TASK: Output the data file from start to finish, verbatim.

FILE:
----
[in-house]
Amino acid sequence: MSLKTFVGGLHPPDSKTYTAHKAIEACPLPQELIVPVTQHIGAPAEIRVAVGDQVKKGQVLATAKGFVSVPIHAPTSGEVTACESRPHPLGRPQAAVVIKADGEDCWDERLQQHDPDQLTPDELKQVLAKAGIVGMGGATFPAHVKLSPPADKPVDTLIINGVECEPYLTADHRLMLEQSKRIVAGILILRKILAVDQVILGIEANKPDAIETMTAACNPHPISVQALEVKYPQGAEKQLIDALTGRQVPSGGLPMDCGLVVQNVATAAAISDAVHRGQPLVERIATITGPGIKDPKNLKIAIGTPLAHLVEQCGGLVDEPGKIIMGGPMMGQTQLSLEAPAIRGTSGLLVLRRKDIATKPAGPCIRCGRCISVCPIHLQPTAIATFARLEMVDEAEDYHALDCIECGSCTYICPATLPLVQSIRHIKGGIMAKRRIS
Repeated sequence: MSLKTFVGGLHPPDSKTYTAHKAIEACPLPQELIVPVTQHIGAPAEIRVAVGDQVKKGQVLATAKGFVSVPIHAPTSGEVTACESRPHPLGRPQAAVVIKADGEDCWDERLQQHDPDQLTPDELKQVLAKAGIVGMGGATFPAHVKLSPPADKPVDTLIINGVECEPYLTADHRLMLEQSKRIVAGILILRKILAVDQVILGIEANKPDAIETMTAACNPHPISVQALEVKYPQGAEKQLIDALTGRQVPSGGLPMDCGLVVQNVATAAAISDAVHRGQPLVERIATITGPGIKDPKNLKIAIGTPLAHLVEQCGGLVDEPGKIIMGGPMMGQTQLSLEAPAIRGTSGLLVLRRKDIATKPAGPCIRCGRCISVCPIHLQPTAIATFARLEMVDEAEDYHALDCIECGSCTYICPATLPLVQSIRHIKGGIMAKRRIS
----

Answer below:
[in-house]
Amino acid sequence: MSLKTFVGGLHPPDSKTYTAHKAIEACPLPQELIVPVTQHIGAPAEIRVAVGDQVKKGQVLATAKGFVSVPIHAPTSGEVTACESRPHPLGRPQAAVVIKADGEDCWDERLQQHDPDQLTPDELKQVLAKAGIVGMGGATFPAHVKLSPPADKPVDTLIINGVECEPYLTADHRLMLEQSKRIVAGILILRKILAVDQVILGIEANKPDAIETMTAACNPHPISVQALEVKYPQGAEKQLIDALTGRQVPSGGLPMDCGLVVQNVATAAAISDAVHRGQPLVERIATITGPGIKDPKNLKIAIGTPLAHLVEQCGGLVDEPGKIIMGGPMMGQTQLSLEAPAIRGTSGLLVLRRKDIATKPAGPCIRCGRCISVCPIHLQPTAIATFARLEMVDEAEDYHALDCIECGSCTYICPATLPLVQSIRHIKGGIMAKRRIS
Repeated sequence: MSLKTFVGGLHPPDSKTYTAHKAIEACPLPQELIVPVTQHIGAPAEIRVAVGDQVKKGQVLATAKGFVSVPIHAPTSGEVTACESRPHPLGRPQAAVVIKADGEDCWDERLQQHDPDQLTPDELKQVLAKAGIVGMGGATFPAHVKLSPPADKPVDTLIINGVECEPYLTADHRLMLEQSKRIVAGILILRKILAVDQVILGIEANKPDAIETMTAACNPHPISVQALEVKYPQGAEKQLIDALTGRQVPSGGLPMDCGLVVQNVATAAAISDAVHRGQPLVERIATITGPGIKDPKNLKIAIGTPLAHLVEQCGGLVDEPGKIIMGGPMMGQTQLSLEAPAIRGTSGLLVLRRKDIATKPAGPCIRCGRCISVCPIHLQPTAIATFARLEMVDEAEDYHALDCIECGSCTYICPATLPLVQSIRHIKGGIMAKRRIS